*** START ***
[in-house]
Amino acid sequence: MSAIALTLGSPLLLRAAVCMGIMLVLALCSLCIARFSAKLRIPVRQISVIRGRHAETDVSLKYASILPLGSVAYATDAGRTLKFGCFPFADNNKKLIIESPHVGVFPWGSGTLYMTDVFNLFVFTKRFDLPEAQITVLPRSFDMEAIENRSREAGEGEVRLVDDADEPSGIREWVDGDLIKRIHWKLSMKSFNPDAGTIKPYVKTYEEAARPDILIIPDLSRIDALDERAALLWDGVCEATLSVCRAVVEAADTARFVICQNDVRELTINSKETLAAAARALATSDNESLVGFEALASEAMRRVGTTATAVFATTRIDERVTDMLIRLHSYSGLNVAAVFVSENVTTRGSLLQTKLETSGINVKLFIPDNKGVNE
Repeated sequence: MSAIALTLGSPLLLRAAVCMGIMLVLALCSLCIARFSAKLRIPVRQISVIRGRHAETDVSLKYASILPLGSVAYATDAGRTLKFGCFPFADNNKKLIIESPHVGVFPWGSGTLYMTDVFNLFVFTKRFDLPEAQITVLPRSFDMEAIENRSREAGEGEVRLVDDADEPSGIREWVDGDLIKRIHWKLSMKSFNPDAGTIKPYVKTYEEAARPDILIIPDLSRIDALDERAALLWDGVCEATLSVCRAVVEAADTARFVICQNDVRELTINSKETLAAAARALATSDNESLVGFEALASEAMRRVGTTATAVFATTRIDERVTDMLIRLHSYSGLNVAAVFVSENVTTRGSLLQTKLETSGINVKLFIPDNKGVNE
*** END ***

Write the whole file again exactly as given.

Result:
[in-house]
Amino acid sequence: MSAIALTLGSPLLLRAAVCMGIMLVLALCSLCIARFSAKLRIPVRQISVIRGRHAETDVSLKYASILPLGSVAYATDAGRTLKFGCFPFADNNKKLIIESPHVGVFPWGSGTLYMTDVFNLFVFTKRFDLPEAQITVLPRSFDMEAIENRSREAGEGEVRLVDDADEPSGIREWVDGDLIKRIHWKLSMKSFNPDAGTIKPYVKTYEEAARPDILIIPDLSRIDALDERAALLWDGVCEATLSVCRAVVEAADTARFVICQNDVRELTINSKETLAAAARALATSDNESLVGFEALASEAMRRVGTTATAVFATTRIDERVTDMLIRLHSYSGLNVAAVFVSENVTTRGSLLQTKLETSGINVKLFIPDNKGVNE
Repeated sequence: MSAIALTLGSPLLLRAAVCMGIMLVLALCSLCIARFSAKLRIPVRQISVIRGRHAETDVSLKYASILPLGSVAYATDAGRTLKFGCFPFADNNKKLIIESPHVGVFPWGSGTLYMTDVFNLFVFTKRFDLPEAQITVLPRSFDMEAIENRSREAGEGEVRLVDDADEPSGIREWVDGDLIKRIHWKLSMKSFNPDAGTIKPYVKTYEEAARPDILIIPDLSRIDALDERAALLWDGVCEATLSVCRAVVEAADTARFVICQNDVRELTINSKETLAAAARALATSDNESLVGFEALASEAMRRVGTTATAVFATTRIDERVTDMLIRLHSYSGLNVAAVFVSENVTTRGSLLQTKLETSGINVKLFIPDNKGVNE